Pharmaceutical Policy in Hong Kong: Defining an Evolving Area of Study
31 Pages Posted: 20 Oct 2009
Date Written: October 12, 2009
Background: Hong Kong as a developed economy in Asia still lags behind other advanced economies of the OECD in medicines regulation and the promotion of pharmacists’ professionalism. It lacks a significant local drug industry, and has only recently placed priority on cost-containment measures for pharmaceutical expenditures. This latter has increased politicization of pharmaceutical issues and sets the ground for a serious study of the policy processes affecting medicines and the stakeholders involved, both of which have hitherto not been researched locally.
Objectives: To review pharmaceutical policy developments in Hong Kong and to identify the major policy debates regarding pharmaceuticals in recent years (2002-2006) with the view of studying the characteristics of these policy processes and activities.
Methods: Documentary analysis method using minutes of meetings of the health services panel in the legislature and documents and position papers issued by various stakeholder groups. The framework for analysis is based on components of the policy cycle. Relevant policy process models and various theories are employed as tools to aid understanding of the policy activities.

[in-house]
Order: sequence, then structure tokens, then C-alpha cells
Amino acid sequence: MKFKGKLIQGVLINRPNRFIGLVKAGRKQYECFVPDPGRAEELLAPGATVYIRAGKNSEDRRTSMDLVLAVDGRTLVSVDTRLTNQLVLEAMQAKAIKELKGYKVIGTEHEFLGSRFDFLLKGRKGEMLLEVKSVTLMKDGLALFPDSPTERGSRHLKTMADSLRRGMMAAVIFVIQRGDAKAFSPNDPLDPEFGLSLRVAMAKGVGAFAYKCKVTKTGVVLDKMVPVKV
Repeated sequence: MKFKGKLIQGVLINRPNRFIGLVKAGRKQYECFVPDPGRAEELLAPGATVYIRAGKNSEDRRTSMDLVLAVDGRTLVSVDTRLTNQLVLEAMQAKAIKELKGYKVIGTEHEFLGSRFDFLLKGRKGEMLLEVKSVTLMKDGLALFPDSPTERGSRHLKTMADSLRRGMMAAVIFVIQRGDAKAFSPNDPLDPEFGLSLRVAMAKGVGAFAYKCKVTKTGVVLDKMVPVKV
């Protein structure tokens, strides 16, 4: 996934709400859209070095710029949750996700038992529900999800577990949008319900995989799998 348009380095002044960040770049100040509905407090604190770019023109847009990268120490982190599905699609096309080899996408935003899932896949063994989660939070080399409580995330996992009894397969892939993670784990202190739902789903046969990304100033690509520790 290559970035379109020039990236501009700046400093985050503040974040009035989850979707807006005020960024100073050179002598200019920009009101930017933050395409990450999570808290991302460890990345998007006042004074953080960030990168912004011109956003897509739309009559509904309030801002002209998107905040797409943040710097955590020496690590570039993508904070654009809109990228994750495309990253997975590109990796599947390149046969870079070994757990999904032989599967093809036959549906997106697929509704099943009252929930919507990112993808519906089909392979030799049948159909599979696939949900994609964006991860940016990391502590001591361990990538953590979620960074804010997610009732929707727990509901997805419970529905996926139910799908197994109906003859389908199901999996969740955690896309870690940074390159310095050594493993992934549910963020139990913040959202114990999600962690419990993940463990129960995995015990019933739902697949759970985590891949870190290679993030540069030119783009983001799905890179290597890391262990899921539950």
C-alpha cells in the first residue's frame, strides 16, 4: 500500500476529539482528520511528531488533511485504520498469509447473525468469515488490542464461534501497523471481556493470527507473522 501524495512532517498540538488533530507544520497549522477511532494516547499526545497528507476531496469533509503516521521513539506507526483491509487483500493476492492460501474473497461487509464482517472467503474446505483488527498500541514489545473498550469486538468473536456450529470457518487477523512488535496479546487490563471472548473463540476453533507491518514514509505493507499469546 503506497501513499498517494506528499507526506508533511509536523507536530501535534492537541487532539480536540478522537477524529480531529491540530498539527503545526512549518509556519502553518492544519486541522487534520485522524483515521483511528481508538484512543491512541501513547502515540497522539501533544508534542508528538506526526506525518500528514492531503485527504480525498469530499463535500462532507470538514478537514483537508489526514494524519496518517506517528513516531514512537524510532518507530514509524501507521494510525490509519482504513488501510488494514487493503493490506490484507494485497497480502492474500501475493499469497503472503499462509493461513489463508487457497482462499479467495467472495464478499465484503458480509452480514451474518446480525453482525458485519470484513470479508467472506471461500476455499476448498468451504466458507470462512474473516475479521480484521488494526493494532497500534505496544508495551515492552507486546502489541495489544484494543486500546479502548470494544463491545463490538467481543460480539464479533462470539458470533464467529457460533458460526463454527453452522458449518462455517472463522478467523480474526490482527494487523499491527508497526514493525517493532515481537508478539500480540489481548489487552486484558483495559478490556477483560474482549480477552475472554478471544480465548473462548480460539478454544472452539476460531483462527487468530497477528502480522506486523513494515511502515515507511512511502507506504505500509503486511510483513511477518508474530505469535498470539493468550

Results and Discussion: Pharmaceutical policy in Hong Kong is not concerned with issues of regulating the pharmaceutical industry, pharmaceutical R&D and patent protection, and state reimbursement of pharmaceutical payments which are characteristic priorities of policymaking in advanced economies. The ability of public policy to bring forward a new pharmaceutical regulatory framework and promote rational use of medicines is hampered by inadequate exercise of professionalism (muted pharmacist’ role due to lack of separation of prescribing and dispensing), an underdeveloped community pharmacy sector and insufficient integration of the various levels and sectors of healthcare provision. The pharmaceutical regulatory agency in Hong Kong remains conservative in outlook but is facing similar strain of challenge from the pharmaceutical sector despite the issues raised are of plain trade and business rather than industrial policy in nature. Description of the policy process is benefited by adapting the ‘stages heuristic’ framework. Both garbage can and policy streams models are useful in providing for an explanation of policy change.
Conclusion: In the absence of an integrated framework, pharmaceutical policy formulation will likely remain ad hoc and continue to revolve around the ongoing wider discussions about health care reform. The problems faced by policymakers in formulating pharmaceutical policy in Hong Kong represent a different picture from Western countries where medicines policy in the latter naturally subsumes industrial policy, healthcare policy and public health policy under one rubric. This peculiarity may not be unique to Hong Kong but is perhaps reflective of other small jurisdictions as well.
Keywords: pharmaceutical policy, policy analysis, policy, pharmaceutical, Hong Kong
JEL Classification: I18
Suggested Citation: Suggested Citation